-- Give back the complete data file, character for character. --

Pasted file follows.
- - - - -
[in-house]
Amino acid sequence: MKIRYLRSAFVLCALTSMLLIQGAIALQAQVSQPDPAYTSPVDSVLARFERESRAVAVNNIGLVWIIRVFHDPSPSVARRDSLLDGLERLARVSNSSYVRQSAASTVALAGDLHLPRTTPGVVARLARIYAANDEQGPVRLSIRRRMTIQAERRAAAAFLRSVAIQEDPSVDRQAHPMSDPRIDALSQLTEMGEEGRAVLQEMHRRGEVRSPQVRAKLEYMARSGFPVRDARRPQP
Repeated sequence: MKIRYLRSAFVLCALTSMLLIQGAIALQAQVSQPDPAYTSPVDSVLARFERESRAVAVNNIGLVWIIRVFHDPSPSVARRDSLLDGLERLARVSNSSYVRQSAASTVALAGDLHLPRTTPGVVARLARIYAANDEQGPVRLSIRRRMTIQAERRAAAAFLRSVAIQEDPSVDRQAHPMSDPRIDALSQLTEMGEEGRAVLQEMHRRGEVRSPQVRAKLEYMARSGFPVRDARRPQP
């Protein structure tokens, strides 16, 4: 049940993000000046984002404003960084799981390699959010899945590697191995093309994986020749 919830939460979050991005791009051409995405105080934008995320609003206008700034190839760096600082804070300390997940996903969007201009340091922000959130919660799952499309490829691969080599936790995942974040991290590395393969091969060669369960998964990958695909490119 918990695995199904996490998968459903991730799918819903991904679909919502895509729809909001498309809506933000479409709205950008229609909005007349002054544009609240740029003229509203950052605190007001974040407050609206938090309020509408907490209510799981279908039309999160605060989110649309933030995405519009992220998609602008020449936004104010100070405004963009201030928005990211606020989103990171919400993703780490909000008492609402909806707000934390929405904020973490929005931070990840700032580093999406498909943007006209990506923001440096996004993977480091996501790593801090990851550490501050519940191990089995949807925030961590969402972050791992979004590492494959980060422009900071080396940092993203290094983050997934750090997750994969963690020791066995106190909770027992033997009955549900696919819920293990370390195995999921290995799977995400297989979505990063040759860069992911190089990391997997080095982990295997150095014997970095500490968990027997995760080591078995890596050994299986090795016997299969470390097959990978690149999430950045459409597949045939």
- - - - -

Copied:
[in-house]
Amino acid sequence: MKIRYLRSAFVLCALTSMLLIQGAIALQAQVSQPDPAYTSPVDSVLARFERESRAVAVNNIGLVWIIRVFHDPSPSVARRDSLLDGLERLARVSNSSYVRQSAASTVALAGDLHLPRTTPGVVARLARIYAANDEQGPVRLSIRRRMTIQAERRAAAAFLRSVAIQEDPSVDRQAHPMSDPRIDALSQLTEMGEEGRAVLQEMHRRGEVRSPQVRAKLEYMARSGFPVRDARRPQP
Repeated sequence: MKIRYLRSAFVLCALTSMLLIQGAIALQAQVSQPDPAYTSPVDSVLARFERESRAVAVNNIGLVWIIRVFHDPSPSVARRDSLLDGLERLARVSNSSYVRQSAASTVALAGDLHLPRTTPGVVARLARIYAANDEQGPVRLSIRRRMTIQAERRAAAAFLRSVAIQEDPSVDRQAHPMSDPRIDALSQLTEMGEEGRAVLQEMHRRGEVRSPQVRAKLEYMARSGFPVRDARRPQP
């Protein structure tokens, strides 16, 4: 049940993000000046984002404003960084799981390699959010899945590697191995093309994986020749 919830939460979050991005791009051409995405105080934008995320609003206008700034190839760096600082804070300390997940996903969007201009340091922000959130919660799952499309490829691969080599936790995942974040991290590395393969091969060669369960998964990958695909490119 918990695995199904996490998968459903991730799918819903991904679909919502895509729809909001498309809506933000479409709205950008229609909005007349002054544009609240740029003229509203950052605190007001974040407050609206938090309020509408907490209510799981279908039309999160605060989110649309933030995405519009992220998609602008020449936004104010100070405004963009201030928005990211606020989103990171919400993703780490909000008492609402909806707000934390929405904020973490929005931070990840700032580093999406498909943007006209990506923001440096996004993977480091996501790593801090990851550490501050519940191990089995949807925030961590969402972050791992979004590492494959980060422009900071080396940092993203290094983050997934750090997750994969963690020791066995106190909770027992033997009955549900696919819920293990370390195995999921290995799977995400297989979505990063040759860069992911190089990391997997080095982990295997150095014997970095500490968990027997995760080591078995890596050994299986090795016997299969470390097959990978690149999430950045459409597949045939």